15 Things All Boxer Dog Owners Should Know

The Brabant Bullenbeißer, a mastiff-like dog breed specially trained for game hunting, is considered the ancestor of the German boxer. They were mainly bred by hunters to use their wide, powerful mouths to hold onto well-fortified game caught by hounds until it was killed by humans.

At the latest during the French Revolution and the resulting increased use of firearms, however, the bull biters became almost unemployed. After several decades of being used for show fights with bulls and other dogs, these dogs eventually became less popular and the breed is now extinct.

Crossing with English Bulldogs in the course of the 19th century made the German Boxer what it is today: a lively family dog that loves children. The Boxer-Klub e. V. devoted himself to his breeding and in 1905 established the breed standard that is still valid today.

The German Boxer is classified by the Fédération Cynologique Internationale (FCI) in Group 2, Section 2.1 of the Molosser and Mastiff-type dogs.

#1 The Boxer is a medium to large, powerful dog with a short, smooth coat and a stocky build. Its physique is square, which means that its height is equal to its length.

The angular skull with hanging flews and the slight underbite, in which the lower jaw protrudes slightly over the upper jaw, is particularly striking for the appearance of the muscular four-legged friend. The turned-up nose and wide mouth are also typical of the breed.

Males can reach a height of 57-63 cm at the withers and weigh more than 30 kg. Females are usually smaller and more delicate with a shoulder height of 53-59 cm and a body weight of approx. 25 kg.

The fur colors approved by the FCI are brindle or yellow, with the nuances varying from light yellow to dark deer red. White markings should not cover more than one-third of his body according to the breed standard.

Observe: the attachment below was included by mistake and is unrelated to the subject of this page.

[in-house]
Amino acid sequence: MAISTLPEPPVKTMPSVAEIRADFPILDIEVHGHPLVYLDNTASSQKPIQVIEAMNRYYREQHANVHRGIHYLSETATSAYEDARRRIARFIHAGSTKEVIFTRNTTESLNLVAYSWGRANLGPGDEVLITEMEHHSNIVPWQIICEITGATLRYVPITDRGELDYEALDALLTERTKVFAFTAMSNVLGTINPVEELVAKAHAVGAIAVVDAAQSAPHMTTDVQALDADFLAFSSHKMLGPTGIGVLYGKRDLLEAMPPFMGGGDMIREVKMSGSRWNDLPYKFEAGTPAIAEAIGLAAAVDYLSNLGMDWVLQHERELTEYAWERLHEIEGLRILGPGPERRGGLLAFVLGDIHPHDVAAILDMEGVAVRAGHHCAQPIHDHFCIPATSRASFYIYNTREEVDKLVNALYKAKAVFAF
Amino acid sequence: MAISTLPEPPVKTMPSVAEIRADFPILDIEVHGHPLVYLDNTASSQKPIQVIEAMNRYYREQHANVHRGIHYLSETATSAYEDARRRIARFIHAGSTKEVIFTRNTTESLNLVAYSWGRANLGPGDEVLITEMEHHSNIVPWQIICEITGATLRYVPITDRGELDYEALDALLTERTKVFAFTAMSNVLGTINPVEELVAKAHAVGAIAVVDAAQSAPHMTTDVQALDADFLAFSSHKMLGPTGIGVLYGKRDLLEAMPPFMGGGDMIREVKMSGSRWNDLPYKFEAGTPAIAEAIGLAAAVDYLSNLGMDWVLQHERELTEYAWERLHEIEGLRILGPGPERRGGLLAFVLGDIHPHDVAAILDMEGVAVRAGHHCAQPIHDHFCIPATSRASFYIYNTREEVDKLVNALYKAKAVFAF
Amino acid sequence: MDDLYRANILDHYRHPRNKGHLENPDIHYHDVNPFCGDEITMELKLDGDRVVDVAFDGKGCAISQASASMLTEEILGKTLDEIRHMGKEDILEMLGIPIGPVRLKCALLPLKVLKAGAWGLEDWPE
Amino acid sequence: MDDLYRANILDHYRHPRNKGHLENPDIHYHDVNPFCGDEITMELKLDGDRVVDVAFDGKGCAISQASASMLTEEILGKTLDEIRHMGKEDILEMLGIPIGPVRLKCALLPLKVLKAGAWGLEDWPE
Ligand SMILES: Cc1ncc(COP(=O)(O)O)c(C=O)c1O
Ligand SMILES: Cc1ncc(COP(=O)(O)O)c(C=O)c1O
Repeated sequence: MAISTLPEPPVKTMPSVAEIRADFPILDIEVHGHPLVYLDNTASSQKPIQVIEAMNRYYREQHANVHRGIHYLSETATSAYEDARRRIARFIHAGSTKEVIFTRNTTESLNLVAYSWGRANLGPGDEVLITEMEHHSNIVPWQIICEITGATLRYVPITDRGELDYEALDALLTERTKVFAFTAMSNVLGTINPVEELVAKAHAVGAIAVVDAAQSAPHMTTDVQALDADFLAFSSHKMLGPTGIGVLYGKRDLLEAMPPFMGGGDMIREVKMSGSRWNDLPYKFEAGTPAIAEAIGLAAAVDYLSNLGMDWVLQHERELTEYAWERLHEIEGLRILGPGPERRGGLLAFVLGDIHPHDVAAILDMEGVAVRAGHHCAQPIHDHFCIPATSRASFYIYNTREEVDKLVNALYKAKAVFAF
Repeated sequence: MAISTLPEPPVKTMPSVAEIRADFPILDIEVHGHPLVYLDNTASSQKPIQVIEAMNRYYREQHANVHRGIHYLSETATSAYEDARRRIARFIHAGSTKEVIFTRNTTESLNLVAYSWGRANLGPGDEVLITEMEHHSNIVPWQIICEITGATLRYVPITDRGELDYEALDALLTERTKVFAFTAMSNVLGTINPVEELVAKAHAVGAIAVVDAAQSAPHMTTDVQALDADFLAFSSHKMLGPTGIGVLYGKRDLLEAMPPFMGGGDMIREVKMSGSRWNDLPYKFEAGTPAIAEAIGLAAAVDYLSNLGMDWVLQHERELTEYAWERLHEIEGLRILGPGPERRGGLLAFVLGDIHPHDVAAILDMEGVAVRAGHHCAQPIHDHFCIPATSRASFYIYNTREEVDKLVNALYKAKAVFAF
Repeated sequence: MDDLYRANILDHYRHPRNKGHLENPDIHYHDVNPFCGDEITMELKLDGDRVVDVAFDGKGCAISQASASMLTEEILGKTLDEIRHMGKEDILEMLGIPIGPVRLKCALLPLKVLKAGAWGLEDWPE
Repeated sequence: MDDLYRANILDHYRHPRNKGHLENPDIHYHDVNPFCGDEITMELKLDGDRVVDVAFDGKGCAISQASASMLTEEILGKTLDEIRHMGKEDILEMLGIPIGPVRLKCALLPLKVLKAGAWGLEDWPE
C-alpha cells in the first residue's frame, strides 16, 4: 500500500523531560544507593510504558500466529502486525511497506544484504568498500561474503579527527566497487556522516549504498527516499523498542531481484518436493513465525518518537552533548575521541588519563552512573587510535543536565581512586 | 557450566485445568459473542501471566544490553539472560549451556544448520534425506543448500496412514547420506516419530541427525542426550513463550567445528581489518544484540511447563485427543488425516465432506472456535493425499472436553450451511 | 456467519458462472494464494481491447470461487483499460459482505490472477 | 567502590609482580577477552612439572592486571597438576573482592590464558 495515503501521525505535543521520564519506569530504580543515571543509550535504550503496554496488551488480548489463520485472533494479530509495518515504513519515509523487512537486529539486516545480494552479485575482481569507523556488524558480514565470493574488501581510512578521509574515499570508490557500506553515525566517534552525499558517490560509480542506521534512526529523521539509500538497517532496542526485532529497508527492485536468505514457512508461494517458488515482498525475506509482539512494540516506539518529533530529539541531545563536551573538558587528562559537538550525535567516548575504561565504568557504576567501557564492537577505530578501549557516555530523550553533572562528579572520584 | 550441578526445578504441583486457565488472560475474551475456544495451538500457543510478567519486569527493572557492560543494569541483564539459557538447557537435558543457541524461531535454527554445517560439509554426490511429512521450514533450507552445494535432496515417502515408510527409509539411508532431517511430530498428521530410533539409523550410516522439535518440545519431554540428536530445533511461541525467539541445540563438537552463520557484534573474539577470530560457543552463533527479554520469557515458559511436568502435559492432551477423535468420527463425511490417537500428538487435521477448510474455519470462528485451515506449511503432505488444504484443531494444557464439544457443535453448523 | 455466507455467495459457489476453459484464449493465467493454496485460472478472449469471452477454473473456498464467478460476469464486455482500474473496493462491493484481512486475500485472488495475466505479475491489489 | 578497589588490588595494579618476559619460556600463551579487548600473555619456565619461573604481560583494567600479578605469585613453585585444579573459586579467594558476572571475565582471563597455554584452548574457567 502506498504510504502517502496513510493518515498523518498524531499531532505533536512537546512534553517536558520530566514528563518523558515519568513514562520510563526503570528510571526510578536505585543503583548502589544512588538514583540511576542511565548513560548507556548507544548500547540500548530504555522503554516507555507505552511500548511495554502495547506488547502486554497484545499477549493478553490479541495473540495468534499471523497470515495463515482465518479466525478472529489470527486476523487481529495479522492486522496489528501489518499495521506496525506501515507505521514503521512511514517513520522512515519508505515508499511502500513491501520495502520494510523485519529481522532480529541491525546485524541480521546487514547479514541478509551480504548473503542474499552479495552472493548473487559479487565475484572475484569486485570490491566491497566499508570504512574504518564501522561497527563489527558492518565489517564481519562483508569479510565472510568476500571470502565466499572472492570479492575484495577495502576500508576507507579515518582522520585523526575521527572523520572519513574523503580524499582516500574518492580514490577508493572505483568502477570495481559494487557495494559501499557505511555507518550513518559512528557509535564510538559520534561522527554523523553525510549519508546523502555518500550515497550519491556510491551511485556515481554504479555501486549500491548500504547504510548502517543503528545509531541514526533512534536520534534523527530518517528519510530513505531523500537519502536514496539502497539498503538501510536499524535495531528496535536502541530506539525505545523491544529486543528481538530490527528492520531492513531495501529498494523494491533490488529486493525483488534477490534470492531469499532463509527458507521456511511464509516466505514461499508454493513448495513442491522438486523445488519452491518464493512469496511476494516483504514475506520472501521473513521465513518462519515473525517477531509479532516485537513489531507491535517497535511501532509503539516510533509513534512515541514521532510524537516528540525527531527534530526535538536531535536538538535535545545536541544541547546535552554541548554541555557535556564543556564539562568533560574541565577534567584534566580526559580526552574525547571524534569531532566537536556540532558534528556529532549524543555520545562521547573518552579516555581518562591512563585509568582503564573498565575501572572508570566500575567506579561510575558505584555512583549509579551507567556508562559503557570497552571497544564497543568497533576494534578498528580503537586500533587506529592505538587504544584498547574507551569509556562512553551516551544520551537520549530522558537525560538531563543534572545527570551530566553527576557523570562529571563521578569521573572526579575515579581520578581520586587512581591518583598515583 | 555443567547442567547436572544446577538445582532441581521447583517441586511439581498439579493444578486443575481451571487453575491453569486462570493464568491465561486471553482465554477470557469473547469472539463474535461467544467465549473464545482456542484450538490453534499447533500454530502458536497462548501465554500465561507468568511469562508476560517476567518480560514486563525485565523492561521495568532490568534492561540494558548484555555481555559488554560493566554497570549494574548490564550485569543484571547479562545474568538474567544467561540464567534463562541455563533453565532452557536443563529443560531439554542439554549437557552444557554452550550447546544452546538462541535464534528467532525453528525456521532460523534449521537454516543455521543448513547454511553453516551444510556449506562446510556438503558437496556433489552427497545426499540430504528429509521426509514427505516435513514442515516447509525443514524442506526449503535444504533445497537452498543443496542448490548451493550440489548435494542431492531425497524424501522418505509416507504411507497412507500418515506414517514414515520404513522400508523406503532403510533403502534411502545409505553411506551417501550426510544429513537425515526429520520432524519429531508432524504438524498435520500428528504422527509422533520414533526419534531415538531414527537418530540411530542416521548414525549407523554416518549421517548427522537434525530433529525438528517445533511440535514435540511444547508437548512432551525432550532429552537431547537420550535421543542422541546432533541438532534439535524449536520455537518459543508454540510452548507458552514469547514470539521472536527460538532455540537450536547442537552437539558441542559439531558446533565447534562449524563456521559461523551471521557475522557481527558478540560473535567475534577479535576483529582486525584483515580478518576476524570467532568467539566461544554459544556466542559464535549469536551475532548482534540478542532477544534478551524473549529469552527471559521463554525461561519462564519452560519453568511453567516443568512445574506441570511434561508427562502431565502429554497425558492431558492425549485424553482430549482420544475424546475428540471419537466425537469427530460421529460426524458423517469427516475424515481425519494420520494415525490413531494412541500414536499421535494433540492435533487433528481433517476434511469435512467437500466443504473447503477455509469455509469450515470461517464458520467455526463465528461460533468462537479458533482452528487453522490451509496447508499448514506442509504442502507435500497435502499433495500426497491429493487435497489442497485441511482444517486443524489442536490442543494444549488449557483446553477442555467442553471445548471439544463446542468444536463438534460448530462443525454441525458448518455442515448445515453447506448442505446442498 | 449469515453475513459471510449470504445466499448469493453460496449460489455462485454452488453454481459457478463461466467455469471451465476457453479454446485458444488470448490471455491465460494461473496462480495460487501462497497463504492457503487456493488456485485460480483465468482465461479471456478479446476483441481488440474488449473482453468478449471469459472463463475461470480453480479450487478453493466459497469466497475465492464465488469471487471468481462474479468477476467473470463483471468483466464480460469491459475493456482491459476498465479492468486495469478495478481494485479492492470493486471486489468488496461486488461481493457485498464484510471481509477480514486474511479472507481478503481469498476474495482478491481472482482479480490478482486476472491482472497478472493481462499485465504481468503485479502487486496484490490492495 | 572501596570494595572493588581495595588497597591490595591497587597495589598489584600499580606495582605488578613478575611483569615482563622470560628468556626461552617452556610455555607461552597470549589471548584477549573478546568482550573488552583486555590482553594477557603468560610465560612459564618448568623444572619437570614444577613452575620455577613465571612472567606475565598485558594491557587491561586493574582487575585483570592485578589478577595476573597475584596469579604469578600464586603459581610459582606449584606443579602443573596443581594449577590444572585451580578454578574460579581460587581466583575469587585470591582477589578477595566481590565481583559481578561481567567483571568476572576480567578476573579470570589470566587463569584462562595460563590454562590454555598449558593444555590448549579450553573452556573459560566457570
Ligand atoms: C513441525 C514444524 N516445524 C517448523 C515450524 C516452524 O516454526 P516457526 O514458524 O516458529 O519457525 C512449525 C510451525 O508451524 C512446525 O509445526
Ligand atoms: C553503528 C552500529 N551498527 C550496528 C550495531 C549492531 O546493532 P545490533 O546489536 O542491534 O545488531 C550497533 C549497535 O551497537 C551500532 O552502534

Unfortunately, cropping ears and tails was long regarded as an ideal of beauty, but it is now forbidden in Germany. According to the FCI, the tail and ears should be set high and left natural.

#2 While its ancestors were once bred to be more aggressive hunting dogs, today the German Boxer fortunately has rather the opposite character traits: it is an easy-care, sociable and problem-free companion dog.

Due to his patient and balanced nature, he is also an ideal playmate for children. The boxer dog's courageous and nerve-racking character makes it increasingly popular as a protection, guard, or rescue dog.

When you choose a boxer, you gain an active and enterprising family member who always shows solidarity. Even in old age, this breed loves to be action-packed and to live out its play instinct. The boxer is also always alert and always ready to protect masters and mistresses in an emergency.

#3 The boxer usually has very sensitive characteristics, so strictness and aggressiveness in training are out of place.

He prefers a calm and loving tone in which he is willing to submit. However, you should always be consistent when it comes to training, otherwise, your furry friend will also like to show his stubborn and stubborn side. So don't be fooled by his heartbreaking boxer gaze.

This charming breed enjoys attracting the attention of its owners and is very trainable and intelligent. With a Boxer, you have the ideal beginner dog by your side, because they are considered to be easy to train. Although he is very willing to learn, you should already have some basic knowledge of dog training if you decide to get a German Boxer.

When you take your Boxer puppy to dog school, you'll train them in basic commands and obedience from the start. In this way, he learns healthy social behavior at an early age.

Mary Allen

Written by Mary Allen

Hello, I'm Mary! I've cared for many pet species including dogs, cats, guinea pigs, fish, and bearded dragons. I also have ten pets of my own currently. I've written many topics in this space including how-tos, informational articles, care guides, breed guides, and more.

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